Working from home not a right in South Africa: legal experts

South African legal experts are debating flexible work arrangements and whether employees have a right to them.

The work-from-home debate is not unique to South Africa; workers across the globe are seeking a new approach to how business is done.

Bloomberg reported that the Dutch parliament had approved legislation to establish work-from-home as a legal right, making the Netherlands one of the first countries to grant remote working flexibility by law.

The legislation was approved earlier this week; however, it still needs the go-ahead from the Dutch senate. The law forces employers to consider employee requests to work from home as long as it is operationally possible.

Speaking to CapeTalk, Hugo Pienaar, a director at Cliffe Dekker Hofmeyr’s employment law practice, said the practice is seeing a major shift in the number of queries around employers seeking advice on the work-from-home debate.

Pienaar said that the debate arose out of Covid-19 and through the shift toward the fourth industrial revolution. He added that South Africa differs from the Netherlands when it comes to the legislative background surrounding work.

In the current framework, when it comes to work-from-home as a legal right in South Africa, an employment contract’s terms and conditions take precedent, Pienaar said.

The starting point is the contract of employment that has been signed – it is not a question of whether or not it is reasonable for a person to work from home, he said.

“You have a contract of employment, and the employer has a prerogative and can ask you to work from the office; of course, operationally, it is sometimes impossible to work from home.”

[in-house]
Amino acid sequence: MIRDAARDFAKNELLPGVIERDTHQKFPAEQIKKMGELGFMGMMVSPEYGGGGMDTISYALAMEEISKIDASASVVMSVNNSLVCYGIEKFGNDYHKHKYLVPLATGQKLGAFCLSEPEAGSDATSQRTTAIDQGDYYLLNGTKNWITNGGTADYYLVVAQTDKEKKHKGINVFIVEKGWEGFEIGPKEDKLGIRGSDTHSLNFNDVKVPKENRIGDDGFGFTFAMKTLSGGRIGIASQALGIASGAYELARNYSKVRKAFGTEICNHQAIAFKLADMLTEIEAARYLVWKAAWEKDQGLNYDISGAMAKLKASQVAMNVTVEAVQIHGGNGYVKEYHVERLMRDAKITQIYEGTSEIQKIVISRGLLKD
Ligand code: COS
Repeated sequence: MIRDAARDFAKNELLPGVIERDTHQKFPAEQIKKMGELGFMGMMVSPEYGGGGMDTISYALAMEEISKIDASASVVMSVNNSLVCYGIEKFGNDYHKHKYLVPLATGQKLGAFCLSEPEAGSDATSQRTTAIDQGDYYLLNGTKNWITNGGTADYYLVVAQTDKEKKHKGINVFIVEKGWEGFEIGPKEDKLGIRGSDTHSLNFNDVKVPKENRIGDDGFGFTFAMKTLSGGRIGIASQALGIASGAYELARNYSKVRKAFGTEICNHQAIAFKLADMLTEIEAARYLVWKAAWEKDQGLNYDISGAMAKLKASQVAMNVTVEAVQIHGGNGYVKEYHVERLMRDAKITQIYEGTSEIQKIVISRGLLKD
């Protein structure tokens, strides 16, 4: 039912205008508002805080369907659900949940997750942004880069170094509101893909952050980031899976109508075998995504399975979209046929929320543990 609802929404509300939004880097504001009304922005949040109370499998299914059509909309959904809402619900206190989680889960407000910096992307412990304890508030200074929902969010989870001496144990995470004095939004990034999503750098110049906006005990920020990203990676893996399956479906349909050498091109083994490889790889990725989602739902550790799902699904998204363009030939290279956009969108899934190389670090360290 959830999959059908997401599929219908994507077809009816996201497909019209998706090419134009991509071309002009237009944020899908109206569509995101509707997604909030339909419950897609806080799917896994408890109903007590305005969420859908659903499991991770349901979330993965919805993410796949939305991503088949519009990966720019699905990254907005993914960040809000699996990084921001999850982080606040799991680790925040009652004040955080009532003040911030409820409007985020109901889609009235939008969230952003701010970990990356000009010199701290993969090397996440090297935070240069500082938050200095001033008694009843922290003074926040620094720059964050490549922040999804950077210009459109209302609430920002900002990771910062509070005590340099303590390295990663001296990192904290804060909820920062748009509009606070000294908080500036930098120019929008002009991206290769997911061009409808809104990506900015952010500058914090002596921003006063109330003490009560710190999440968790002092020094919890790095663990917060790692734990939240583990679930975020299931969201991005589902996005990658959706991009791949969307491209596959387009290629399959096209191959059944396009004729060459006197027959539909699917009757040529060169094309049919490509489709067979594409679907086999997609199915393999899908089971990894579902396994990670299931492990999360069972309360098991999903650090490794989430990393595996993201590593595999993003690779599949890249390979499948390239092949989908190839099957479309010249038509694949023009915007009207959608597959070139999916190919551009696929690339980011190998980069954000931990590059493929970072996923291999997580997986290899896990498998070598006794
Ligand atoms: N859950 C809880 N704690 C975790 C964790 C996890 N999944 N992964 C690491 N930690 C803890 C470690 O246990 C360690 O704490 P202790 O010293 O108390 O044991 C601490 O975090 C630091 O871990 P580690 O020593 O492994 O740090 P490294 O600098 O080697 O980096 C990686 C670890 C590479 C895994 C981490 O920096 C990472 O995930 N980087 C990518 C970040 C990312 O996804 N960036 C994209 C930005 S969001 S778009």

He added that on top of the contract of employment, there is a history of an employee working at the office, which has become an entrenched right – working from home was only a temporary measure to protect the company and its employees from the effects of Covid-19.

Just as has been the case with employees who refused to submit to mandatory vaccine policies in the workplace, Pienaar said the employer’s position on work-from-home policies would most likely be favoured the majority of the time.

The way forward

For companies wanting to move to a hybrid or work-from-home model, it is necessary to adjust employment policies to existing labour law and employee contracts, says Abigail Butcher, an associate of employment law at Cliffe Dekker Hofmeyr.

A distinction between whether an employee’s place of work is determined through workplace practice or terms and conditions of an employment contract needs to be given specific consideration, added Butcher.

“If the employees’ working arrangements, including place of work, are set out in the contract of employment, this may require that any change to the working arrangements be affected with the employees’ consent, and if consent is not reached, it constitutes a unilateral change to the employee’s employment conditions.


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Working from home not a right in South Africa: legal experts